Saturday, May 18, 2013

Decisions, Decisions, Decisions!

 On Monday I ordered all 4 struts, strut mounts,  stabilizer links, bushings, front bellows, intake gaskets and the valve cover gaskets for Dixie's van. I need to change the struts and adjust the valves on the van. I received all the parts I ordered via Fed Ex on Friday. I took Ed down to get the safety and emission inspections done this morning  and then helped Dixie at a yard sale she was participating in. We all just managed to get wet at the yard sale. I came home and with the rain my motivation level was pretty low. I finally dragged myself out to the garage in the afternoon just as the sun came out and then it was decision time. Here are the struts for Dixie's van. KYB was the best option available on the market.  
 Here was my dilemma. Work on the van OR work on Ed. HMMMMM, Decisions, decisions!
 This was a no brainer. Ed's front end really needs to be changed out so he can get his cool stance back. I bought a 2 inch narrowed front beam with adjusters a couple months ago and I was just dying to get it installed. Here is how Ed is sitting right now. If you haven't been following this blog, Ed is my bug and he was a lot lower before. I had a stock width front end that had adjusters in it and lowered spindles. It was as low as I could go without rubbing the front tires. I ended up hitting a big metal plate that construction crews used to cover holes in the road temporarily and it bent the front beam. I wanted to get back on the road fast so I picked up a beam without adjusters, put on my lowered spindles and pulled some leaves out of it to try to get it lower. It was OK, to high for my liking but at least it got me back on the road. I had a complete front end with lowered spindles and adjusters kind of fall into my lap so I snatched it up and here we are.  
 Right now I am sitting about 6 1/2 inches off the ground with the front apron. It will be interesting to see where it will sit when the new beam is installed.
I wanted to get the old beam out so the car will be ready for the new beam. The first step is to get it up on jack stands and pull the wheels off.
 I purposely ran the gas tank down to where I was running on fumes because I knew I was going to pull it. That's the next step. Don't try to do it with the gas tank installed. It is a lot easier and faster to just remove the tank. Ask me how I know that! Ha Ha. With the gas tank removed you have access to the steering coupling, tie rods, and steering stabilizer.
 Remove the tie rods, stabilizer, and disconnect the steering shaft.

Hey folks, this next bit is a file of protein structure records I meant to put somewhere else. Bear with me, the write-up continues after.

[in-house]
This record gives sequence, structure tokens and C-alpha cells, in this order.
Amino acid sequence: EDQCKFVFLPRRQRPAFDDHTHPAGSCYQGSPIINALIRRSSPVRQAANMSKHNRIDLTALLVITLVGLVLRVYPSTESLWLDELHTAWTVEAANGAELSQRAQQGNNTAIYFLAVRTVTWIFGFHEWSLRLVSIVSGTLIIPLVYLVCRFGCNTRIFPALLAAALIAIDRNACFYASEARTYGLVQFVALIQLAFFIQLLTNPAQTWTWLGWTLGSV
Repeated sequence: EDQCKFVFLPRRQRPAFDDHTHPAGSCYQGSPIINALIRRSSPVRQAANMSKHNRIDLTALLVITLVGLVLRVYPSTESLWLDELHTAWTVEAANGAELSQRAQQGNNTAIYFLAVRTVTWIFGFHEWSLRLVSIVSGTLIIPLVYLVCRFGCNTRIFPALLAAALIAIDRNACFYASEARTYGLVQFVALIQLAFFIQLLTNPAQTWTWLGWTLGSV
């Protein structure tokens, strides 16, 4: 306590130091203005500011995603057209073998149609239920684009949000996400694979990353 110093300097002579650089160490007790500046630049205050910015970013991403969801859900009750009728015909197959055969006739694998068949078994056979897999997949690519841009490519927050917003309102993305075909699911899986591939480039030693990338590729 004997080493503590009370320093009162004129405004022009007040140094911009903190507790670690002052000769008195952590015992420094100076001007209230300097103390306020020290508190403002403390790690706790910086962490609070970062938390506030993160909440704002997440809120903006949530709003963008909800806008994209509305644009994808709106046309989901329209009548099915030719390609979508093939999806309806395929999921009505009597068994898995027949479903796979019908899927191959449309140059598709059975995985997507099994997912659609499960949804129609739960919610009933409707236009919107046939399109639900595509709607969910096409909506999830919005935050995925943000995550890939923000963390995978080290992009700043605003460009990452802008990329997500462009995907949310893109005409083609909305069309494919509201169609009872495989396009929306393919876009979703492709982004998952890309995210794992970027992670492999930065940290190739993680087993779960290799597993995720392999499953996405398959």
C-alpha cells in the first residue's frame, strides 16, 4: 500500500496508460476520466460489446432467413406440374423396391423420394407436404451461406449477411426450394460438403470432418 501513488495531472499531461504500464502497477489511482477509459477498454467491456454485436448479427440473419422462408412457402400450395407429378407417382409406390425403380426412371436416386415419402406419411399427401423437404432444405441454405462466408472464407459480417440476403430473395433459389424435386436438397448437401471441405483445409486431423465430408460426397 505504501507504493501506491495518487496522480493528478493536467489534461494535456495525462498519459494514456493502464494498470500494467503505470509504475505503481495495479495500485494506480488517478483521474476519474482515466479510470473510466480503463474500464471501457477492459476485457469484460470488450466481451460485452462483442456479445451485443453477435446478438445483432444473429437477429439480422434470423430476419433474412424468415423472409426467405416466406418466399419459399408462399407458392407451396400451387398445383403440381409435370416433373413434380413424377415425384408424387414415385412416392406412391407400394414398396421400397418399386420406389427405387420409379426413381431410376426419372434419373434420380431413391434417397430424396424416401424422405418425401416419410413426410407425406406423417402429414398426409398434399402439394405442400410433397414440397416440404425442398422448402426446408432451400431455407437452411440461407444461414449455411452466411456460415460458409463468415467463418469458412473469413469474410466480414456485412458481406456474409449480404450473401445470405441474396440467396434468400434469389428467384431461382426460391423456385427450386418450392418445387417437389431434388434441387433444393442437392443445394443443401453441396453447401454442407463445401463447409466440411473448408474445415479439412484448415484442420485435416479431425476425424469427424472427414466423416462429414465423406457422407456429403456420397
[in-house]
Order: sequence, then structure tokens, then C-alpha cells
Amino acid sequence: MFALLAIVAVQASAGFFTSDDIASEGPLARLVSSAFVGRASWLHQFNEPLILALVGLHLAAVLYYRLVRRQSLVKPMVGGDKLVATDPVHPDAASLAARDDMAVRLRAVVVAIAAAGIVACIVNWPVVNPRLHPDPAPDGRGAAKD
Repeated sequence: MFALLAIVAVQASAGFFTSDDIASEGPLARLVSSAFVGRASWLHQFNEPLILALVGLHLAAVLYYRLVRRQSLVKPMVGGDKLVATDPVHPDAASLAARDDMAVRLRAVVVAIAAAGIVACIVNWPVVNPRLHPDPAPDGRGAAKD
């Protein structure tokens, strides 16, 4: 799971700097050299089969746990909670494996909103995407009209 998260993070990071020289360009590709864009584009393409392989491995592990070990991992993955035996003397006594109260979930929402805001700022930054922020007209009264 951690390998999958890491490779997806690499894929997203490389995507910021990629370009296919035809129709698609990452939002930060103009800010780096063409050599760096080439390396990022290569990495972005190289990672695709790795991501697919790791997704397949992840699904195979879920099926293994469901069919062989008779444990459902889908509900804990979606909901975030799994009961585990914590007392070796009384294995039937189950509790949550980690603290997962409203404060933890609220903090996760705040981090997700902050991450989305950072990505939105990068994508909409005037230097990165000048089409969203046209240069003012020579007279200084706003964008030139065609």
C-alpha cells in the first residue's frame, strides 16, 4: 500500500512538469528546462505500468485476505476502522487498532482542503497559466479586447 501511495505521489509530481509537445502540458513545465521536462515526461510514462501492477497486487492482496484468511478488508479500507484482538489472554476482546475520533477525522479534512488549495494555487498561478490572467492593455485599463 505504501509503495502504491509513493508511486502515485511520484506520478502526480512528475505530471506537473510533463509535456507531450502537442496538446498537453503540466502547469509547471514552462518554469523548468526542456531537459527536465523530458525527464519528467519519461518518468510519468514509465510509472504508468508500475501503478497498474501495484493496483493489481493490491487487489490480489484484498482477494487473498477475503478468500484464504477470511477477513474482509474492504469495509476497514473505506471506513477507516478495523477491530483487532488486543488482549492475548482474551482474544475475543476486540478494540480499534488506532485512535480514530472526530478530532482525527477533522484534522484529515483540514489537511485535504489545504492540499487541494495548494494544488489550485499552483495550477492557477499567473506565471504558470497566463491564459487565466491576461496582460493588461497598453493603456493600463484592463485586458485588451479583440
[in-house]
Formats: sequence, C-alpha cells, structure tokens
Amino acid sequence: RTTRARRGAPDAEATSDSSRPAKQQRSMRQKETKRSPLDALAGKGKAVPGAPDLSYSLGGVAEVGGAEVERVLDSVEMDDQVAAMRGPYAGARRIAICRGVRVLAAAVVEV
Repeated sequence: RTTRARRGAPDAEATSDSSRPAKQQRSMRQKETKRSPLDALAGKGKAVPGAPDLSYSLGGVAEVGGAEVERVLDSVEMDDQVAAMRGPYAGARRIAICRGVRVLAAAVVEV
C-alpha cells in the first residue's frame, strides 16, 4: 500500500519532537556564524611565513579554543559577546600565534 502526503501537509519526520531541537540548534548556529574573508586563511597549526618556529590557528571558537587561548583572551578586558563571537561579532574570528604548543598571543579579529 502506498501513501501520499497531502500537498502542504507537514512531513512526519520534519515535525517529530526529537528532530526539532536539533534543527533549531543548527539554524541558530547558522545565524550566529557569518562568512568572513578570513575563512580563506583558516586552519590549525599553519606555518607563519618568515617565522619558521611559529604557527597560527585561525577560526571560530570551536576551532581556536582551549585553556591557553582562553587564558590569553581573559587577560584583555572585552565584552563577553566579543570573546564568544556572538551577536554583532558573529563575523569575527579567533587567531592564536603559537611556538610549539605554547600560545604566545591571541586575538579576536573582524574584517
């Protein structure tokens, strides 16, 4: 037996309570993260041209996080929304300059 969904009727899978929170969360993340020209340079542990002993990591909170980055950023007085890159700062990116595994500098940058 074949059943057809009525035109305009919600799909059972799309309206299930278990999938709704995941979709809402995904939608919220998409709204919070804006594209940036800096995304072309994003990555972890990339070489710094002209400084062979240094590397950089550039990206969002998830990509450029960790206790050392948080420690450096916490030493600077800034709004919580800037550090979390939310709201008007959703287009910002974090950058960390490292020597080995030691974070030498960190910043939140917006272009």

Remove the shocks. I am going to run my lowered spindles so I pulled the torsion arms out of the front beam and left my brake line hooked up to make it easier. If you plan on doing this, you need to disconnect your upper ball joint. The lower ball joint will remain connected to the spindle and drum.

Here is the view from the right side. The beam is now ready to be unbolted and removed. Put a jack under the beam and remove the 4 bolts from the front of the beam. Now remove the 2 bolts on the upper side of the beam that go through the body. The beam is now just being held up by the jack.
 I find it easiest to grab the beam by the shock tower and lower it with the jack. Make sure you pull it forward a little bit to clear the frame head. It's pretty light so it should come out easily. Here it is lowered and on the ground.
 Now just drag it out from underneath the car. Easy as pie.
 I need to get the other beam ready to install by switching over the steering box and installing the torsion leaves.
Now I did do SOME work on Dixie's van. I replaced the rear shocks. I am actually putting off changing the front struts because my alignment shop can't get me in for an alignment until June 13th. I don't really want to drive for a month without an alignment. I figured the rear shocks would be OK to change. The rear shocks on this van are as easy to change as the rear brake pads. Super, Super Easy! Jack up the van using the side support that is meant to be jacked on. Throw a jack stand under it and remove the wheel. Next remove 1 bolt and 1 nut from the shock.
 Here is the bolt. It is on the top of the shock. The nut on the back is welded on so don't worry about putting a wrench on it.
 Here is the nut. It is on the lower side of the shock. Keep an eye on which way the washer is facing so you can put it back together correctly. If your lucky like I was the shock should come right off. If your unlucky it might be corroded on. If it is use some penetrating oil and a little persuasion to remove it. Our shocks weren't in terrible shape but there were enough miles on the van that they needed to be changed.
 I used a corrosion inhibitor on the bolt and bottom support so if I need to do this again in another 110,000 miles the shocks will come off. I installed the bottom part of the shock first and then jacked up the axle just a little bit so everything would fit nicely. I then cut the strap on the new shock and guided it into the spot and threw the bolt in. Torque both the bolt and the nut to 47 foot lbs.
Here is the new shock installed and ready to go. Throw the wheel on, torque the lug nuts to 80 foot lbs, and take it for a test spin. Some people complain about the KYB's being kind of stiff. I thought they felt great.
The front struts are the ones that really need to be replaced. The strut mounts are making noise and the struts are pretty bouncy on certain roads. I will be changing them in a couple weeks. It doesn't look like it will be a bad job to do. I have a good spring compressor so that makes things a lot easier. Check back to see which gets done first. The car or the van. Ha Ha.

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